He looks back at the girl.  “Better get that disease checked out.”  He slams the door shut.

    I pull away.  Halfway down the block, I begin to shake.  I stop, press my arms hard against the steering wheel and try to take deep breaths.  When I calm down, I manage to haltingly say, “My god, we’re alive.  I almost don’t believe it.”

    The girl is quiet so I look back to see if she has fainted.  She is just sitting there shaking, with her arms folded tight against her chest.  I take off.  This time I checked the street signs but I am so freaked out that a minute later I can’t remember them.

    I ask the girl, “Where do you live?”

    “Venice,” she replies in a quavering voice.

    “That’s close to where I live. I’m in Westchester.”

    I take the 405 north. She tells me which exit and then just sits there shaking and holding her arms.  I try talking about what jerks they were but she makes no response so I just shut up and drive.  Forty minutes later I get to the end of the exit ramp and she starts giving me directions.  We stop in front of a red brick apartment building.  I get someone’s business card that I don’t need out of my wallet and hand it and a pen to her.

    “I’m not coming on to you.  I’m married.  But could you write down your name and address and phone number?  For insurance.  In case they need a witness.”  Pause.

    I don’t blame her for being hesitant.

    “I won’t give ‘em anything unless they insist.”

    She puts the card on her knee and tries to steady her hand as she writes.  Trembling, she gives me the card and pen. With a hand on the door latch, she squeaks, “Thanks.

    “Thanks.  You’ve been real nice to me.”  She exits quickly and shuts the car door and I watch as she walks unsteadily to the apartment building.

    I arrive home at 7 a.m., exhausted and shaking.  My rumpled looking wife, in her pink bathrobe and slippers, gives me a stern look.  “What happened?  Where were you?  I’ve been up half the night worrying about you.  I finally called the cops half an hour ago.”

    I leave out the part about the strip joint and that a girl was involved but tell her about the carjacking, them busting into the little house, and driving around Santa Monica all night.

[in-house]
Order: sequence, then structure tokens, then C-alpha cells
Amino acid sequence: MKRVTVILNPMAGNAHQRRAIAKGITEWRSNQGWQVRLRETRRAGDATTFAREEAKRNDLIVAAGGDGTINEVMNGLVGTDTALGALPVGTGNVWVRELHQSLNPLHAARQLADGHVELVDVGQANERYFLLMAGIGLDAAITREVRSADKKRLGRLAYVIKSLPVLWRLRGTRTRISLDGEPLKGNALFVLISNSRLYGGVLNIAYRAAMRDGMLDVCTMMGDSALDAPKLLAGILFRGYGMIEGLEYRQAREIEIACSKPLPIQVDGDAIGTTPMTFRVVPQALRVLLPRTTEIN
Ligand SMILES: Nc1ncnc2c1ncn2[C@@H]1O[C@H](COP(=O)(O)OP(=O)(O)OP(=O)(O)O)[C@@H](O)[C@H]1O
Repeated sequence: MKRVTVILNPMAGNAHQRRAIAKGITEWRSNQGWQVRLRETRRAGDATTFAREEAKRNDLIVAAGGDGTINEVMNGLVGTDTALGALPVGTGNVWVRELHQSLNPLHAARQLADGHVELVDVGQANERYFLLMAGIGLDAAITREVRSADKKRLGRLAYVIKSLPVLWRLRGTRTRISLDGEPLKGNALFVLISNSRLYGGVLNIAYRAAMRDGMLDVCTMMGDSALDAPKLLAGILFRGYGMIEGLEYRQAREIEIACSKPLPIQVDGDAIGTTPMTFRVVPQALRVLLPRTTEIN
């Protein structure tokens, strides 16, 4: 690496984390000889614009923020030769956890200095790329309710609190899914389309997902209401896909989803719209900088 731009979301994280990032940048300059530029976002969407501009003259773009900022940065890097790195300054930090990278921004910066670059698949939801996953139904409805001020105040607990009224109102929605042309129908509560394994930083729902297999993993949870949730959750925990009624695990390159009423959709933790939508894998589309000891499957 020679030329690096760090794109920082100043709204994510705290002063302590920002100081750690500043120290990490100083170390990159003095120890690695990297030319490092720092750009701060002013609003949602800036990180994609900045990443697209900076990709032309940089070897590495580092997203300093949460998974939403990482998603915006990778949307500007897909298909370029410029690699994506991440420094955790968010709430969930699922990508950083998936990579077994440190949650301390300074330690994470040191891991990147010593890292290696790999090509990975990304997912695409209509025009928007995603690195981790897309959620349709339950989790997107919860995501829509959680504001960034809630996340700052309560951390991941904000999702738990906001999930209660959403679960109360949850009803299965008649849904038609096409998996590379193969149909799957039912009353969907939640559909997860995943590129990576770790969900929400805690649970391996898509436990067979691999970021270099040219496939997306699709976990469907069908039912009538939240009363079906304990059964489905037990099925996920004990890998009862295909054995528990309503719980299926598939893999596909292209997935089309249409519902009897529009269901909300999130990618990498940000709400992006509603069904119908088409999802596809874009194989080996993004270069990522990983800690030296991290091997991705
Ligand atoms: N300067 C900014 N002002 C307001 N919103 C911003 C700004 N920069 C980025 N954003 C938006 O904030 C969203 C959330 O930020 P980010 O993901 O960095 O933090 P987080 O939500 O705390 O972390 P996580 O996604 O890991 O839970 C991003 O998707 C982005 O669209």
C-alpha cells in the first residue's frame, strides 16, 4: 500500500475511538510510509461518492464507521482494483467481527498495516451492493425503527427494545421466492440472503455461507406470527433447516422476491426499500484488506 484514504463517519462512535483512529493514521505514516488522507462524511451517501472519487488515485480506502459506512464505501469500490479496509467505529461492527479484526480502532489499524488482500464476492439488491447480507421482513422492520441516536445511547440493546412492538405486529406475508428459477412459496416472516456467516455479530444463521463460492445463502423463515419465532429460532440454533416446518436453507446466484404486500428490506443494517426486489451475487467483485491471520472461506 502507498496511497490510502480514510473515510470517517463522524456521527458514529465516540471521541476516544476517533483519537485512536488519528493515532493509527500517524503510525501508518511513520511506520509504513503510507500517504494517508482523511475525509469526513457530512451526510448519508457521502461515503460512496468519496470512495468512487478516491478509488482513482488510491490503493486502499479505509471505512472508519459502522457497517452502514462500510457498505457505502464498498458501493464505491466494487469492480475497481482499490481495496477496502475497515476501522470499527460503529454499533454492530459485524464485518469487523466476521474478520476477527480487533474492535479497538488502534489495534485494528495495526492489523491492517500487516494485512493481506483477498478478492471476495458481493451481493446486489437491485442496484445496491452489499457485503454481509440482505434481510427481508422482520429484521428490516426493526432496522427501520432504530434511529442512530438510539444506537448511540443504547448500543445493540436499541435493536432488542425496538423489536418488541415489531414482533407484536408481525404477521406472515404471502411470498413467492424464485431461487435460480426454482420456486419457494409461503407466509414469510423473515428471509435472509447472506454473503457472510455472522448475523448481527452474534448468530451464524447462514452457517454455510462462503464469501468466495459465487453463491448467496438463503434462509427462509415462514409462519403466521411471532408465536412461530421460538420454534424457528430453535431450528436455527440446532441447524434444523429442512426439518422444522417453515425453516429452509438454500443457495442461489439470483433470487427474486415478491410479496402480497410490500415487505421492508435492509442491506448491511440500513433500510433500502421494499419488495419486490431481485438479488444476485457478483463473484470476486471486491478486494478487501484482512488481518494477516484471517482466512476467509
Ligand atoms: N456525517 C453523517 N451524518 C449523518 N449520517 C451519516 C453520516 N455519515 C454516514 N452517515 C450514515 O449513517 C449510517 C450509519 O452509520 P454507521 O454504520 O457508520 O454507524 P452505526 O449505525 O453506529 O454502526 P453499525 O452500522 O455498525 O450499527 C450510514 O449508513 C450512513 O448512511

“What were you doing in Santa Monica?”

    “These guys were making a movie and invited me to come along.”

    “At night?”

    “It was about eleven but, yeh, it was really stupid.”

    “Well, I’m glad you’re safe.  Call the cops and I’ll make you a sandwich.  Then you better get some sleep.  You look like somebody let all the air out.”

    I get a cop on the phone.  He says that someone will stop by later in the day.  I have to shove the ham and cheese sandwich into my mouth so I can take bites.  I then go to bed and fall quickly asleep.

    The cop comes by a couple of hours later and Linda wakes me.  She has changed into Saturday work around the house clothes.  The cop looks at the car, shakes his head and asks a bunch of questions.  I again leave out the strip joint and the girl but otherwise tell him what happened.  He asks for particulars, such as street names.  I remember Hudson Lane but say I was too nervous to notice anything like that.  I don’t want those guys coming after me when they would get out of jail.  The cop says they can’t do an investigation without some specific information and leaves.

    I call the insurance company.  They say it is a case of vandalism and there is no need for a witness.  I get out the card with the girl’s information.  There is only a scrawl of a phone number that I can’t read.  No name or address.

    I throw it in the wastebasket and go back to sleep.

    About The Author

    TomBacker

    Tom Backer

    resides in Erlanger, Kentucky and is a retired high school history teacher.  Lou Feldhaus taught him creative writing at Xavier University in Cincinnati, and Blaise Weller of Northern Kentucky University encouraged him to keep writing.  Tom’s poem, “Cheesy,” was published in the spring 2011 by The Barker’s Voice: A Journal of Arts and Letters of Lone Star College in Houston, Texas, and in that publication, Tom used the name “Bax” as his publishing name.  Now you know. Bax is Tom Backer and vice versa.